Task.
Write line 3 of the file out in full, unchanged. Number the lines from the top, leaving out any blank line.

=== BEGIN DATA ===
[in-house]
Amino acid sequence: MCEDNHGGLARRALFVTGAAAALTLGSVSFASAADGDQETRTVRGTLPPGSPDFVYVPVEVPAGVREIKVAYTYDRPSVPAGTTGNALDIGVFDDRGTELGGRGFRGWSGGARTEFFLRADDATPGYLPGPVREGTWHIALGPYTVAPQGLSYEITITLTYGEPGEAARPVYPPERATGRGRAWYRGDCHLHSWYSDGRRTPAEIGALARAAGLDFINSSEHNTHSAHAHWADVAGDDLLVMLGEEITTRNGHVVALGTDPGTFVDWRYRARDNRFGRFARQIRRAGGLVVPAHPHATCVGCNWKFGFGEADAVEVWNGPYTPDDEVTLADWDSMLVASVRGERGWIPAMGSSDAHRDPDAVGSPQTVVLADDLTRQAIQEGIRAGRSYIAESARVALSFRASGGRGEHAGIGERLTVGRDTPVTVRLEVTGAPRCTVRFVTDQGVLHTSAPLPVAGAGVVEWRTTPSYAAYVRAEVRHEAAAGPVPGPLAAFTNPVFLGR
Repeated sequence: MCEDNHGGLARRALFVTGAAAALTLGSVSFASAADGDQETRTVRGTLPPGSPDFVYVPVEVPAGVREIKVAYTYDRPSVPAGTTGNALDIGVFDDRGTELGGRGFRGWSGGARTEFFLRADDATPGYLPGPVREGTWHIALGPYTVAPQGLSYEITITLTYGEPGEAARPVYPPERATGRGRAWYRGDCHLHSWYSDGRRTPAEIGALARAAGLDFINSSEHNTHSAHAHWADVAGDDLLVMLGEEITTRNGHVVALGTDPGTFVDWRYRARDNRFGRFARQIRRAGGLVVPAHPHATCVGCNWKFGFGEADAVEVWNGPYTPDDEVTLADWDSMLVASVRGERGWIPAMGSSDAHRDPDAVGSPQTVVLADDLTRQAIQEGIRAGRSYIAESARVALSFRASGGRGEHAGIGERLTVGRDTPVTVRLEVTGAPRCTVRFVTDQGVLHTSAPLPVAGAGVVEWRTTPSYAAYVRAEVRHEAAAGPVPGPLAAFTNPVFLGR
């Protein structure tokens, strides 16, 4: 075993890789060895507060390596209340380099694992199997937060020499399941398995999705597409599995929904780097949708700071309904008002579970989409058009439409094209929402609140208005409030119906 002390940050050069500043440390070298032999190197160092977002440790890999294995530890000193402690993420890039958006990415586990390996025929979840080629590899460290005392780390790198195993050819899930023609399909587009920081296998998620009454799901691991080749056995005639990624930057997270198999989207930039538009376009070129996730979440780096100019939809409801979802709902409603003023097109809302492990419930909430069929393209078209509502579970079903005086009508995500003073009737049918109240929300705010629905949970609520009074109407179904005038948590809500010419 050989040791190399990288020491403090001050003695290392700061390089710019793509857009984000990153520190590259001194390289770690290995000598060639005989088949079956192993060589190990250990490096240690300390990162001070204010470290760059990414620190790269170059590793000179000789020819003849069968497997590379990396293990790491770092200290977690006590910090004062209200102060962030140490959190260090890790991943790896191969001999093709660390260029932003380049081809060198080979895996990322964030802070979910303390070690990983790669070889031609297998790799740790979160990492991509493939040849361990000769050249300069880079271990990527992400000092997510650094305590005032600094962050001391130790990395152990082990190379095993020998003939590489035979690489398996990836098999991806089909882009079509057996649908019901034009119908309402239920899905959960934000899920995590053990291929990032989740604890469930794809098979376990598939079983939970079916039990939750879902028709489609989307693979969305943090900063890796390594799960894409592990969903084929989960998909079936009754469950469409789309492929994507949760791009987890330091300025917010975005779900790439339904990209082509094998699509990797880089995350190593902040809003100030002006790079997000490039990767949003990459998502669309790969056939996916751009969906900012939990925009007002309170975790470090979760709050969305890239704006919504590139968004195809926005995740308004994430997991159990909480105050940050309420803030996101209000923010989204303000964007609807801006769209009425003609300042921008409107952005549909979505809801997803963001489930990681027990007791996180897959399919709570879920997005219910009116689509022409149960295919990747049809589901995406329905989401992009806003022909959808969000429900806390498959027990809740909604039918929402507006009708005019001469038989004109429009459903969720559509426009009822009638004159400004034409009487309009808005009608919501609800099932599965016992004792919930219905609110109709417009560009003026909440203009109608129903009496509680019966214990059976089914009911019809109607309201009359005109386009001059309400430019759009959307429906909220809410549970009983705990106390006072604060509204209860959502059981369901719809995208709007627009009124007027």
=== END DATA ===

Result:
Repeated sequence: MCEDNHGGLARRALFVTGAAAALTLGSVSFASAADGDQETRTVRGTLPPGSPDFVYVPVEVPAGVREIKVAYTYDRPSVPAGTTGNALDIGVFDDRGTELGGRGFRGWSGGARTEFFLRADDATPGYLPGPVREGTWHIALGPYTVAPQGLSYEITITLTYGEPGEAARPVYPPERATGRGRAWYRGDCHLHSWYSDGRRTPAEIGALARAAGLDFINSSEHNTHSAHAHWADVAGDDLLVMLGEEITTRNGHVVALGTDPGTFVDWRYRARDNRFGRFARQIRRAGGLVVPAHPHATCVGCNWKFGFGEADAVEVWNGPYTPDDEVTLADWDSMLVASVRGERGWIPAMGSSDAHRDPDAVGSPQTVVLADDLTRQAIQEGIRAGRSYIAESARVALSFRASGGRGEHAGIGERLTVGRDTPVTVRLEVTGAPRCTVRFVTDQGVLHTSAPLPVAGAGVVEWRTTPSYAAYVRAEVRHEAAAGPVPGPLAAFTNPVFLGR